ExploreSouthernHistory.com - E;izabeth Female Academy, Mississippi
ExploreSouthernHistory.com - Elizabeth Female Academy, Mississippi
Elizabeth Female Academy
The first school for women chartered by the State of
Mississippi, the academy was founded in 1818.
Instructors included John James Audubon.
Elizabeth Female Academy
Only ruins remain of the
school that many believe was
the first U.S. college to award
degrees to women.
Audubon in Mississippi
The famed naturalist John
James Audubon was among
the instructors at the Elizabeth
Female Academy. He taught
there in 1822.
School of a Future First Lady
Varina Howell Davis, the
future First Lady of the
Confederacy, was a graduate
of Elizabeth Female Academy.
Elizabeth Female Academy - Natchez Trace, Mississippi
Nation's First College for Women
D.A.R. Monument
This memorial was placed at
the academy site by the
Daughters of the American
Revolution during the 1920s.
The picturesque ruins of the Elizabeth
Female Academy stand down a short path off
Natchez Trace Parkway in Mississippi.

Located just five miles north of the historic
city of Natchez, the academy was the first
school for women to be chartered by the
State of Mississippi. Founded in 1818, it was
one of the premier institutions for young
Southern women of its day.

In fact, there is a possibility that the Elizabeth
Female Academy may have been the first
college for women in the United States.
According to a 2009 article in the Natchez
Democrat by historian H. Clark Burnett of
Historic Jefferson College (
please click here
to read), Methodist historians believe that the
church-supported institution may have been
the country's first school of higher learning
opened exclusively for females.

Named in honor of Elizabeth Greenfield
Roach, who donated 104 acres of land and
the buildings of the school, the academy
began operation in 1818. Its charter from the
state was received the following year.

Mississippi was a pioneer state in providing
education for women and the curriculum of
the Elizabeth Female Academy reveals that
this was far from a token effort. The young
ladies attending the school studied Latin,
botany, history, natural and moral philosophy,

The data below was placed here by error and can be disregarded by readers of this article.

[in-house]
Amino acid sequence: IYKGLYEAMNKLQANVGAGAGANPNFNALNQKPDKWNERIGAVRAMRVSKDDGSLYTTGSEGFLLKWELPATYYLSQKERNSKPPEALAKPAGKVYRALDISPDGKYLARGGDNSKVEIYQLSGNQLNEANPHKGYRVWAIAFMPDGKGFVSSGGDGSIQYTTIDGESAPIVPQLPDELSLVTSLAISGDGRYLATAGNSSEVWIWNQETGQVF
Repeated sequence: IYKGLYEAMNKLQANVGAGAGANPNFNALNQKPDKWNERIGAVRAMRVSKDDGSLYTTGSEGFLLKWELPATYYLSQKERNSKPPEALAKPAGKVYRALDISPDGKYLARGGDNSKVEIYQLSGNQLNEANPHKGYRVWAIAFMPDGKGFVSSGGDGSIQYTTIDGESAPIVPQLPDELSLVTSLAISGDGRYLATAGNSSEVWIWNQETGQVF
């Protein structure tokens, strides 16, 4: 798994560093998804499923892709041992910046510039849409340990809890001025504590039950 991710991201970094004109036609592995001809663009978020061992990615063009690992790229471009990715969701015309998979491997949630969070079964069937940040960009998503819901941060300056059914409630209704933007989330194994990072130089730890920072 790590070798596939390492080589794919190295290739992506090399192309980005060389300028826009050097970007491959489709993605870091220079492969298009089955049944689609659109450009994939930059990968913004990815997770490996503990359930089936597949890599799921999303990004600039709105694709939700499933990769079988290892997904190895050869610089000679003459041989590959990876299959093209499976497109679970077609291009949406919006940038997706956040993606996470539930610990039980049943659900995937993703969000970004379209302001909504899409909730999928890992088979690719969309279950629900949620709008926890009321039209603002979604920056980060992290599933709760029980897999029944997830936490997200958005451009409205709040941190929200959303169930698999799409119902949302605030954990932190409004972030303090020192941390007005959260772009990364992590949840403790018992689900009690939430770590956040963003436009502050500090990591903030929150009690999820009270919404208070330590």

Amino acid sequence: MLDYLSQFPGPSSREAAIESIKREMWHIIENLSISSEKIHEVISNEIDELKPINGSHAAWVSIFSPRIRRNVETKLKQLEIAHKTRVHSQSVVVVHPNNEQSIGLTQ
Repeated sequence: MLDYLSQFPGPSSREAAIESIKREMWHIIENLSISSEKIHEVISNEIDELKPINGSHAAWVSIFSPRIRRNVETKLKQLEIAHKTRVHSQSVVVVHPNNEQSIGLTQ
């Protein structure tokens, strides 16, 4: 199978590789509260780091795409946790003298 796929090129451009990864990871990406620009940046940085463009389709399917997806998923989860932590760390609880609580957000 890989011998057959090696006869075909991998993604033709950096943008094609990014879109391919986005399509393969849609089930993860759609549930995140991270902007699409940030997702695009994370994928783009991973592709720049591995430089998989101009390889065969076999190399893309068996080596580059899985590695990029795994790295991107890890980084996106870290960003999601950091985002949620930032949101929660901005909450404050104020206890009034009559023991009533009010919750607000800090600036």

chemistry, mythology, Christianity and more.

Those who completed their courses were
awarded a Degree of Domina Scientarum,
roughly the equivalent of a four-year degree
today. This leads Mississippi researchers to
claim that Elizabeth Female Academy was
the first college for women in the United
States, although Georgia's Wesleyan
College also makes that claim. It is a fact that
the Mississippi school was the first to award
advanced degrees of any kind to women.

Some idea of the quality of the education
provided for the young ladies is evidenced in
the fact that one of the instructors there is
said to have been the famed naturalist John
James Audubon. Famed for his research
and paintings of American birds and wildlife,
Audubon is known to have been in the
Natchez area in early 1822 and began
teaching at Elizabeth Female Academy in
May of that year.

He hiked back and forth from Natchez to
Washington, where the academy was
located, to teach drawing. He walked back
and forth from Natchez to the school each
day along the Natchez Trace. It was summer
time and the extreme heat and exposure to
mosquitoes and other insects brought
Audubon down with sickness after only six
Audubon himself described the experience in
a diary entry dated July 8, 1822:

July 8. Constant exposure in the tropical
climate, and the fatigue of my journeys to and
from Washington, brought on a fever and a
renewal of a certain kind doctor's attendance,
who not only would accept of no
renumeration, but actually insisted on my
taking his purse to pay for the expenses
connected with the education of my sons....

Upon recovering, Audubon accepted a job
teaching in Natchez and his brief association
with the Elizabeth Female Academy came to
an end. It is worth noting, however, that while
an instructor at the school he worked on the
art and observations that would become part
of his acclaimed book,
Birds of America.

The academy continued to operate until the
1840s, when the depression of that decade
caused a decline in attendance that forced
the school to close its doors. Among the
young ladies who graduated during its
quarter century of service was Varina Howell,
future wife of Jefferson Davis and future First
Lady of the Confederacy.

The picturesque brick ruins of the Elizabeth
Female Academy are located at mile marker
4.1 on the Natchez Trace Parkway. The
historic site officers interpretive signs and a
short path leading to the ruins.

Please click here to learn more about the
Natchez Trace Parkway.
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Copyright 2011 by Dale Cox
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